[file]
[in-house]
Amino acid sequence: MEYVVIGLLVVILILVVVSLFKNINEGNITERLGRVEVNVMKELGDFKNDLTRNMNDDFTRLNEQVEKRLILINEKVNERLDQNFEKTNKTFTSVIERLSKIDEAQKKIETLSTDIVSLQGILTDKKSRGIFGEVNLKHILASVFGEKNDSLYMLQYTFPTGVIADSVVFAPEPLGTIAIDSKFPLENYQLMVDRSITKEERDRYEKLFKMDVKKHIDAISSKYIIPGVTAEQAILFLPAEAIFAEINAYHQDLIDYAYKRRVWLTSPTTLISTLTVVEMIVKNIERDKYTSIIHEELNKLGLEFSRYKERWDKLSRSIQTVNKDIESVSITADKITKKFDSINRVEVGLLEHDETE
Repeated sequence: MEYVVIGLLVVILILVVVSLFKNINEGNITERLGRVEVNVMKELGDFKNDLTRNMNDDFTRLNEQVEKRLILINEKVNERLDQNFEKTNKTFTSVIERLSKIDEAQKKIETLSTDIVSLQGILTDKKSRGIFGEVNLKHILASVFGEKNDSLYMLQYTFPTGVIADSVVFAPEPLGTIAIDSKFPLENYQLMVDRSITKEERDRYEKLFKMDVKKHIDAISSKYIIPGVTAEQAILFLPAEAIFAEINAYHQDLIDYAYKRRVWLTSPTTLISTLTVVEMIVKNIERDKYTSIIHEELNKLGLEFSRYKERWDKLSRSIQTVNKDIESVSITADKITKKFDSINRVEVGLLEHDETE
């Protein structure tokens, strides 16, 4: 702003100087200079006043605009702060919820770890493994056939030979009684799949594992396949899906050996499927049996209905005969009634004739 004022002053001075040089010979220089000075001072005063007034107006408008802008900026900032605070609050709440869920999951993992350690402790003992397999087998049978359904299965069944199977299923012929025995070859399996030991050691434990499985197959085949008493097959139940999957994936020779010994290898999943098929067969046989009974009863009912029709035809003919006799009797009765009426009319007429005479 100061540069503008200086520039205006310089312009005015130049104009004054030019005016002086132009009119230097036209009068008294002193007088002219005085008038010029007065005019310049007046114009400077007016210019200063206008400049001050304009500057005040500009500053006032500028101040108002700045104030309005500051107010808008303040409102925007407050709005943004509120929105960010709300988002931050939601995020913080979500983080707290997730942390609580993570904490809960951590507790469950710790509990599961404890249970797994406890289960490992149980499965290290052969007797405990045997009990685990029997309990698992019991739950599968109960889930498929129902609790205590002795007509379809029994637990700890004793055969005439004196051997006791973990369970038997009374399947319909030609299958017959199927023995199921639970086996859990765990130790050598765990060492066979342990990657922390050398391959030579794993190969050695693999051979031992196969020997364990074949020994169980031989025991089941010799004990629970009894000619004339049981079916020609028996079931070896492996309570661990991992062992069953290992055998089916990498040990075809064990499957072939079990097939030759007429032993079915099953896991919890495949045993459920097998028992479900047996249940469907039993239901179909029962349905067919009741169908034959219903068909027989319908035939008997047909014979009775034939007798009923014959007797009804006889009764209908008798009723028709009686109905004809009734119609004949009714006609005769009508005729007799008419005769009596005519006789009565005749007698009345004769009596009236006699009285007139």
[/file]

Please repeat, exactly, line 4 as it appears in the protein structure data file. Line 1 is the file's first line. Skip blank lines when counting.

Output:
């Protein structure tokens, strides 16, 4: 702003100087200079006043605009702060919820770890493994056939030979009684799949594992396949899906050996499927049996209905005969009634004739 004022002053001075040089010979220089000075001072005063007034107006408008802008900026900032605070609050709440869920999951993992350690402790003992397999087998049978359904299965069944199977299923012929025995070859399996030991050691434990499985197959085949008493097959139940999957994936020779010994290898999943098929067969046989009974009863009912029709035809003919006799009797009765009426009319007429005479 100061540069503008200086520039205006310089312009005015130049104009004054030019005016002086132009009119230097036209009068008294002193007088002219005085008038010029007065005019310049007046114009400077007016210019200063206008400049001050304009500057005040500009500053006032500028101040108002700045104030309005500051107010808008303040409102925007407050709005943004509120929105960010709300988002931050939601995020913080979500983080707290997730942390609580993570904490809960951590507790469950710790509990599961404890249970797994406890289960490992149980499965290290052969007797405990045997009990685990029997309990698992019991739950599968109960889930498929129902609790205590002795007509379809029994637990700890004793055969005439004196051997006791973990369970038997009374399947319909030609299958017959199927023995199921639970086996859990765990130790050598765990060492066979342990990657922390050398391959030579794993190969050695693999051979031992196969020997364990074949020994169980031989025991089941010799004990629970009894000619004339049981079916020609028996079931070896492996309570661990991992062992069953290992055998089916990498040990075809064990499957072939079990097939030759007429032993079915099953896991919890495949045993459920097998028992479900047996249940469907039993239901179909029962349905067919009741169908034959219903068909027989319908035939008997047909014979009775034939007798009923014959007797009804006889009764209908008798009723028709009686109905004809009734119609004949009714006609005769009508005729007799008419005769009596005519006789009565005749007698009345004769009596009236006699009285007139």